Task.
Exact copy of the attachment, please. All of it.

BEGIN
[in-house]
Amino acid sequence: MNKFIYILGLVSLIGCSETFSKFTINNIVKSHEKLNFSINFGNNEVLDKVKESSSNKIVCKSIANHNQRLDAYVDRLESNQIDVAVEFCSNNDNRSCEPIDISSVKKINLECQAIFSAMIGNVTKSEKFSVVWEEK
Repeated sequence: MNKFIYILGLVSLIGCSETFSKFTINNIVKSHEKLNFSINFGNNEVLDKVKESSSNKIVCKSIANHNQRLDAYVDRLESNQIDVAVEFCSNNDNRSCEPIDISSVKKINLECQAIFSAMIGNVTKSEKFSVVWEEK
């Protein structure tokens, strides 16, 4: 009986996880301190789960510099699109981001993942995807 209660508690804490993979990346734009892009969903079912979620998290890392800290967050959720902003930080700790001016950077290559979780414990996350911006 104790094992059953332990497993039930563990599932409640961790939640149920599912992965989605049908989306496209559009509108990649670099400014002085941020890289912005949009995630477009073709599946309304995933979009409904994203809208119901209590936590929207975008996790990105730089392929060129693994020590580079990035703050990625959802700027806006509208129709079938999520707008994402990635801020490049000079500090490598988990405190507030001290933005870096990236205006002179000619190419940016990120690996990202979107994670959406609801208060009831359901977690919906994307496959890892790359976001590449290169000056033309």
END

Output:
[in-house]
Amino acid sequence: MNKFIYILGLVSLIGCSETFSKFTINNIVKSHEKLNFSINFGNNEVLDKVKESSSNKIVCKSIANHNQRLDAYVDRLESNQIDVAVEFCSNNDNRSCEPIDISSVKKINLECQAIFSAMIGNVTKSEKFSVVWEEK
Repeated sequence: MNKFIYILGLVSLIGCSETFSKFTINNIVKSHEKLNFSINFGNNEVLDKVKESSSNKIVCKSIANHNQRLDAYVDRLESNQIDVAVEFCSNNDNRSCEPIDISSVKKINLECQAIFSAMIGNVTKSEKFSVVWEEK
């Protein structure tokens, strides 16, 4: 009986996880301190789960510099699109981001993942995807 209660508690804490993979990346734009892009969903079912979620998290890392800290967050959720902003930080700790001016950077290559979780414990996350911006 104790094992059953332990497993039930563990599932409640961790939640149920599912992965989605049908989306496209559009509108990649670099400014002085941020890289912005949009995630477009073709599946309304995933979009409904994203809208119901209590936590929207975008996790990105730089392929060129693994020590580079990035703050990625959802700027806006509208129709079938999520707008994402990635801020490049000079500090490598988990405190507030001290933005870096990236205006002179000619190419940016990120690996990202979107994670959406609801208060009831359901977690919906994307496959890892790359976001590449290169000056033309």